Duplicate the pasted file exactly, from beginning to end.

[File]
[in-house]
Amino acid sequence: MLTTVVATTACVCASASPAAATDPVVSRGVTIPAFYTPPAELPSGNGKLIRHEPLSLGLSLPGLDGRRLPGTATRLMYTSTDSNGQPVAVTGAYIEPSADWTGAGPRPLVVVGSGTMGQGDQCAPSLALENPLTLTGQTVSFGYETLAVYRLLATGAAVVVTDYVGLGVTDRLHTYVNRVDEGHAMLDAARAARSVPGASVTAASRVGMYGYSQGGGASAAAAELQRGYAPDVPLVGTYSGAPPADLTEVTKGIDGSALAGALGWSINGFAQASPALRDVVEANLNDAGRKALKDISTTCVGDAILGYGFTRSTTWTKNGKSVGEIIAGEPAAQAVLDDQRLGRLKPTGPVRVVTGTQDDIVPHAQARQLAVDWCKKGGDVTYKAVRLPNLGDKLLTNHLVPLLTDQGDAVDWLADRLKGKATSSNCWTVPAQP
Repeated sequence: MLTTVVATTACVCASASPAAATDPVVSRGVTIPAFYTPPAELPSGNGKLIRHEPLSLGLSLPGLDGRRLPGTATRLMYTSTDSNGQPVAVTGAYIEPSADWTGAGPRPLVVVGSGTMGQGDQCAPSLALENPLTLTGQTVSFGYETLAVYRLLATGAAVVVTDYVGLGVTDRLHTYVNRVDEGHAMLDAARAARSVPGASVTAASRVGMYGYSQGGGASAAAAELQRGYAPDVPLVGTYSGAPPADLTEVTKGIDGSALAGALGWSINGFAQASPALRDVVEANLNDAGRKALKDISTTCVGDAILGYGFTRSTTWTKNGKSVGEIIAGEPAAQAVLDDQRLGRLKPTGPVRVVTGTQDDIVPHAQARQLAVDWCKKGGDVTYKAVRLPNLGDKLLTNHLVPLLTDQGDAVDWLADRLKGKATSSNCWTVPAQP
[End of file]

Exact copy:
[in-house]
Amino acid sequence: MLTTVVATTACVCASASPAAATDPVVSRGVTIPAFYTPPAELPSGNGKLIRHEPLSLGLSLPGLDGRRLPGTATRLMYTSTDSNGQPVAVTGAYIEPSADWTGAGPRPLVVVGSGTMGQGDQCAPSLALENPLTLTGQTVSFGYETLAVYRLLATGAAVVVTDYVGLGVTDRLHTYVNRVDEGHAMLDAARAARSVPGASVTAASRVGMYGYSQGGGASAAAAELQRGYAPDVPLVGTYSGAPPADLTEVTKGIDGSALAGALGWSINGFAQASPALRDVVEANLNDAGRKALKDISTTCVGDAILGYGFTRSTTWTKNGKSVGEIIAGEPAAQAVLDDQRLGRLKPTGPVRVVTGTQDDIVPHAQARQLAVDWCKKGGDVTYKAVRLPNLGDKLLTNHLVPLLTDQGDAVDWLADRLKGKATSSNCWTVPAQP
Repeated sequence: MLTTVVATTACVCASASPAAATDPVVSRGVTIPAFYTPPAELPSGNGKLIRHEPLSLGLSLPGLDGRRLPGTATRLMYTSTDSNGQPVAVTGAYIEPSADWTGAGPRPLVVVGSGTMGQGDQCAPSLALENPLTLTGQTVSFGYETLAVYRLLATGAAVVVTDYVGLGVTDRLHTYVNRVDEGHAMLDAARAARSVPGASVTAASRVGMYGYSQGGGASAAAAELQRGYAPDVPLVGTYSGAPPADLTEVTKGIDGSALAGALGWSINGFAQASPALRDVVEANLNDAGRKALKDISTTCVGDAILGYGFTRSTTWTKNGKSVGEIIAGEPAAQAVLDDQRLGRLKPTGPVRVVTGTQDDIVPHAQARQLAVDWCKKGGDVTYKAVRLPNLGDKLLTNHLVPLLTDQGDAVDWLADRLKGKATSSNCWTVPAQP